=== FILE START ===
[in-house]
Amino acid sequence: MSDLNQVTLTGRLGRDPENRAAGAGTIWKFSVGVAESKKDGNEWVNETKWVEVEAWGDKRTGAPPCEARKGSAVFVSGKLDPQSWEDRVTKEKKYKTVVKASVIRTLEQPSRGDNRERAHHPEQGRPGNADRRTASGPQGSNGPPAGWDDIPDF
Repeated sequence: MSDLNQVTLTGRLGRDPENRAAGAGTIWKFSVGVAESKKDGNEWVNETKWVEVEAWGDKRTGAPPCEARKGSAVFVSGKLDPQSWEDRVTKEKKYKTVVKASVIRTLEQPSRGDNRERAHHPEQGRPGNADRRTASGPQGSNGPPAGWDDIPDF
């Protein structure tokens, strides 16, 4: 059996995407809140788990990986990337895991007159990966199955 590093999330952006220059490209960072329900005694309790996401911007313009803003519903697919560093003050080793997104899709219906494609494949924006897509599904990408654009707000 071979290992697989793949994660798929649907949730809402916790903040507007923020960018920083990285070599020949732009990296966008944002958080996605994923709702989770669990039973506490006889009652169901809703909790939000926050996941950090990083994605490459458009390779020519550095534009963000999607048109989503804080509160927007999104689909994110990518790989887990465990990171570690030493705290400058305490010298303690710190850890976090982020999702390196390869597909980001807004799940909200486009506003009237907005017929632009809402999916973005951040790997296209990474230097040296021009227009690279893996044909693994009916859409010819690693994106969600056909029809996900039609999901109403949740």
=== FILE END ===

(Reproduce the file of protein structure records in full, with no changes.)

[in-house]
Amino acid sequence: MSDLNQVTLTGRLGRDPENRAAGAGTIWKFSVGVAESKKDGNEWVNETKWVEVEAWGDKRTGAPPCEARKGSAVFVSGKLDPQSWEDRVTKEKKYKTVVKASVIRTLEQPSRGDNRERAHHPEQGRPGNADRRTASGPQGSNGPPAGWDDIPDF
Repeated sequence: MSDLNQVTLTGRLGRDPENRAAGAGTIWKFSVGVAESKKDGNEWVNETKWVEVEAWGDKRTGAPPCEARKGSAVFVSGKLDPQSWEDRVTKEKKYKTVVKASVIRTLEQPSRGDNRERAHHPEQGRPGNADRRTASGPQGSNGPPAGWDDIPDF
């Protein structure tokens, strides 16, 4: 059996995407809140788990990986990337895991007159990966199955 590093999330952006220059490209960072329900005694309790996401911007313009803003519903697919560093003050080793997104899709219906494609494949924006897509599904990408654009707000 071979290992697989793949994660798929649907949730809402916790903040507007923020960018920083990285070599020949732009990296966008944002958080996605994923709702989770669990039973506490006889009652169901809703909790939000926050996941950090990083994605490459458009390779020519550095534009963000999607048109989503804080509160927007999104689909994110990518790989887990465990990171570690030493705290400058305490010298303690710190850890976090982020999702390196390869597909980001807004799940909200486009506003009237907005017929632009809402999916973005951040790997296209990474230097040296021009227009690279893996044909693994009916859409010819690693994106969600056909029809996900039609999901109403949740």